Women Leading Change in the Creative Sector
Image credit: Jamie Trounce
Last week the BBC has released its 100 women of the year; this impressive list of familiar and unfamiliar names, highlights women who:
- are leading change
- have made headlines or influenced important stories over the last 12 months
- have inspiring stories to tell
- have achieved something significant
- have influenced society in some way
Twenty-one of the women listed are in the creativity category. We wanted to take this opportunity to take a look at the role of women in creative industries and the impact they have had on growth of the creative sectors.
BBC’s 100 Women of the Year
“The BBC has revealed its list of 100 inspiring and influential women from around the world for 2020.
This year 100 Women is highlighting those who are leading change and making a difference during these turbulent times. The list includes Sanna Marin, who leads Finland’s all-female coalition government, Michelle Yeoh, star of the new Avatar and Marvel films and Sarah Gilbert, who heads the Oxford University research into a coronavirus vaccine, as well as Jane Fonda, a climate activist and actress.”
The BBC decided to leave one entry blank to acknowledge an “unsung hero” “And in an extraordinary year – when countless women around the world have made sacrifices to help others – one name on the 100 Women list has been left blank as a tribute.”
Equality and the Creative Sector
It is perhaps old news that the creative sector is one of the fastest growing in the UK. Nearly 1 in 8 businesses are creative and job creation in the creative sector is growing at three times the UK average. With over 2 million people in the UK employed within the creative sector the statistics are impressive – but there is still a large equality gap between genders in the creative industries. The Creative Industries federation published an economics paper in 2016 with the following findings:
- More women than men study creative subjects at university
- 40.6% of male creative arts graduates who were in work six months after graduation were employed within creative industries, compared to only 30.3% of women.
And an article featured in Campaign in 2018 brought to attention that “only 12% of creative directors were women. If you looked for BAME creative leaders among this figure, the proportion dropped to about 1%-2%.”
UK Business Women Leading Change
Ali Hanan created the Creative Comeback which aims to help women back into the ad industry after a career break. Although the company now has expanded to assist male applicants back to work, the inspiration for the Creative Comeback was a personal one for Hanan.
“On a personal level, I’ve experienced a lot of situations where I’m the only woman in the room,” says Hanan. “I also noticed over the years a lot of women drop out of the industry, especially after starting a family, because the industry in the past has been notorious for its lack of understanding and focus on presenteeism.”
It is a slow but sure change as the creative sectors take a step in the right direction towards equality and hopefully the decades to come will see more and more women in the board room.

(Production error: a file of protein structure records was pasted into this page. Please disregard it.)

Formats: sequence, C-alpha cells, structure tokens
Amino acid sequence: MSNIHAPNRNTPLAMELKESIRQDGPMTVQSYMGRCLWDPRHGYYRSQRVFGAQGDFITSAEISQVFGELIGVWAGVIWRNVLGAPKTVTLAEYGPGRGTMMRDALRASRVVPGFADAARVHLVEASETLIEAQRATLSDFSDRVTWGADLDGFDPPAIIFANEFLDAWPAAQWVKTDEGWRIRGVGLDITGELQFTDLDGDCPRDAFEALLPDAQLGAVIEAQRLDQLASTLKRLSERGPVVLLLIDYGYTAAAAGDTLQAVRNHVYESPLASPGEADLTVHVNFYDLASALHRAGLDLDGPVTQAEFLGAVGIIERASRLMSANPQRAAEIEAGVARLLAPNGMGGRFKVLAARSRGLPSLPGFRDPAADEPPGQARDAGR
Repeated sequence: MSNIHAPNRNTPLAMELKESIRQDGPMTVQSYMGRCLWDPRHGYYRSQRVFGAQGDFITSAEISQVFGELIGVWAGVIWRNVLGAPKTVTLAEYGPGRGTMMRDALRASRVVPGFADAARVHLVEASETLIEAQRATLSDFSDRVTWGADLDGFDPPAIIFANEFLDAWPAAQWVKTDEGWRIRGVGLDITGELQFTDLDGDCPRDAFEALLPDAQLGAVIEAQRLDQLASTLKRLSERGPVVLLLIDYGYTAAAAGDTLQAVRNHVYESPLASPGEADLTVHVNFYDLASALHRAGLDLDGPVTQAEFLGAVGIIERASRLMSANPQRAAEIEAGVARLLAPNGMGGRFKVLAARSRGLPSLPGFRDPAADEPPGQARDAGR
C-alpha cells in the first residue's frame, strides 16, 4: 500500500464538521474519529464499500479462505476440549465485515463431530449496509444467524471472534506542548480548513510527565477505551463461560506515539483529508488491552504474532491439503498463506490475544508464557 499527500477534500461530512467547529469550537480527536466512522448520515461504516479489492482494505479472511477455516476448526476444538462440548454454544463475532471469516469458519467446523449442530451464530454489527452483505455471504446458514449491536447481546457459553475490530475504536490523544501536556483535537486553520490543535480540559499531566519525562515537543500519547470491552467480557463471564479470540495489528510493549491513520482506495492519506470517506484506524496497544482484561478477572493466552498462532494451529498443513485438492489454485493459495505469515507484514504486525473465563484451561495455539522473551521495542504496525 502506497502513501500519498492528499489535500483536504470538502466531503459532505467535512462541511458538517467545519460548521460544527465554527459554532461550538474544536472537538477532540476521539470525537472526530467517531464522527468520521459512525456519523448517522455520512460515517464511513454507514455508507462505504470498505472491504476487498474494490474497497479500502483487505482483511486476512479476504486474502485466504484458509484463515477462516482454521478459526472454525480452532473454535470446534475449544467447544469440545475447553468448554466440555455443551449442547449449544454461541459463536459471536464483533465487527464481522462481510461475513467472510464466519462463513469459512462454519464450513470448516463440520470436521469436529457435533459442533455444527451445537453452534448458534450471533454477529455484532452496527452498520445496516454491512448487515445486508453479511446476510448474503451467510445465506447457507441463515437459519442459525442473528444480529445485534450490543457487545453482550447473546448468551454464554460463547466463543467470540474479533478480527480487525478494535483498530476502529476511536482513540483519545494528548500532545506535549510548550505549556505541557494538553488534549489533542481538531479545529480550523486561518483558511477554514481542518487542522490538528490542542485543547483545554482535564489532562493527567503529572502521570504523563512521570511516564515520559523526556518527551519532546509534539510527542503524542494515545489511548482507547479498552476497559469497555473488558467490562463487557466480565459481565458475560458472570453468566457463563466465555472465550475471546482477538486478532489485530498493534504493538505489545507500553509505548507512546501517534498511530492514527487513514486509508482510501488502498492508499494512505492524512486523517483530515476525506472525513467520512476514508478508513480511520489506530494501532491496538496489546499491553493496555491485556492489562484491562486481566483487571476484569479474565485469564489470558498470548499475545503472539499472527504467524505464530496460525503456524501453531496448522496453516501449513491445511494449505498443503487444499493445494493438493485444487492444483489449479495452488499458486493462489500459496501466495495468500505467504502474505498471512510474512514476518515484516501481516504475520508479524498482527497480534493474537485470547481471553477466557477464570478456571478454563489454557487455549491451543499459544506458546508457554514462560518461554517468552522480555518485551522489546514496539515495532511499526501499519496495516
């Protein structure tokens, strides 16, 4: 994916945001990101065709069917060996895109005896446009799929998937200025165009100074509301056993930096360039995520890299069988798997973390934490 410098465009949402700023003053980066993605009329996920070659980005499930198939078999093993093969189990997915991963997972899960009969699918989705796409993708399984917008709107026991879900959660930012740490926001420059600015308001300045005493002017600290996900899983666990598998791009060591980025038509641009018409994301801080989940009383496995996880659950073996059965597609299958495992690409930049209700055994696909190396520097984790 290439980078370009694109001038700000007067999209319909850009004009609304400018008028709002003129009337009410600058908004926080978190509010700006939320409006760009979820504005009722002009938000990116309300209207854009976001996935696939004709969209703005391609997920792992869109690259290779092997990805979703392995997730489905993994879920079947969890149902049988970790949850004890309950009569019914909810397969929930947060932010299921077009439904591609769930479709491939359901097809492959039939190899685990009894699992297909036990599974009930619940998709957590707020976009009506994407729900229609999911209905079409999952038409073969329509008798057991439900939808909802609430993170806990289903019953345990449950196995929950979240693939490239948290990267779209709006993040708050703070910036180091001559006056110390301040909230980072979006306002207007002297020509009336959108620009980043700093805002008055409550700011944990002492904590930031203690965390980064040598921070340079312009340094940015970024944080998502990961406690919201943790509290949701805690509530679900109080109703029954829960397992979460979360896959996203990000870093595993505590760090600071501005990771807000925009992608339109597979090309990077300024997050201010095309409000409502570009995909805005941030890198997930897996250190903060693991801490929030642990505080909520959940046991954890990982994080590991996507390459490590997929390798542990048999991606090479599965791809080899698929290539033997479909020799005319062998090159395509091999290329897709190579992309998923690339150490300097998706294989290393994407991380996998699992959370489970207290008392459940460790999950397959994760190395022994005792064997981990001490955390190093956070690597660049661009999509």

Creative Director for Home, Sarah Clackson, has the following great advice in her blog
- Stay authentic.
- Do things you believe in.
- Stay relevant.
- Go with your gut.
- Stay curious.
- Never stop learning.
- Stay with it – if those good ideas are hiding, drink wine (lots!) and sleep on it. Hopefully they’ll come to you when and where you least expect them.
- Stay humble.
- Encourage shining lights (who remind you of you).
- Be brave.
Annie Warburton, CEO of Cockpit Arts
“Talent is everywhere, opportunity isn’t,” says Annie Warburton of WardWilliams creative client, Cockpit Arts. “We bridge that gap.”
Warburton is the CEO of Cockpit Arts, a London-based studio for contemporary craft and the UK’s only business incubator for makers. Annie joined Cockpit Arts as Chief Executive in November 2018. Previously, she was Creative Director at the Crafts Council, where she led on talent development, exhibitions, research and innovation. She also writes, presents and broadcasts on craft, art and design in the UK and internationally. She has served on panels for the BBC Woman’s Hour Craft Prize and RDS Craft Prize, and on the boards of Social Enterprise Works, Capit B Trust and Theatre Bristol. She is a Fellow of the Royal Society of Arts, an Associate of Newnham College, Cambridge and a member of ACEVO.
Annie has recently been featured in WISE (Women in Social Enterprise) 100 Awards where she spoke of the strategies she implemented to take Cockpit and the makers they represent through the pandemic. Thanks to Annie’s leadership and acumen Cockpit Arts has survived the crisis and so have their 147 makers!
Annie has this advice to give women in the creative sector looking to climb the ladder.
“Scrap the idea of a career ‘ladder’. A creative career is not linear. It’s not inert, wooden or hierarchical. It’s an evolving practice, one that develops over a lifetime. A creative career is much more like a tree than a ladder – alive and organic. It will go through seasons, may have many branches, is certainly reliant upon and supports a wider ecosystem. Creative careers can never thrive in isolation. Relationships are everything: cultivate them. Be ever curious and courageous. Believe in yourself first before you expect others to believe in you. Remember to take notes along the way. Always look out for how you can help others grow from acorns into saplings and, eventually, mighty oaks.”
Our very own Queen of Industry
It would be an injustice to write an article about women in the creative industries and not shout out our very own Erin Walls. She is our dedicated champion not only of the creative industries but of women in business also. Here’s to Erin, Annie, the BBC 100, and all the women out there working hard to be creative and challenging leadership everyday.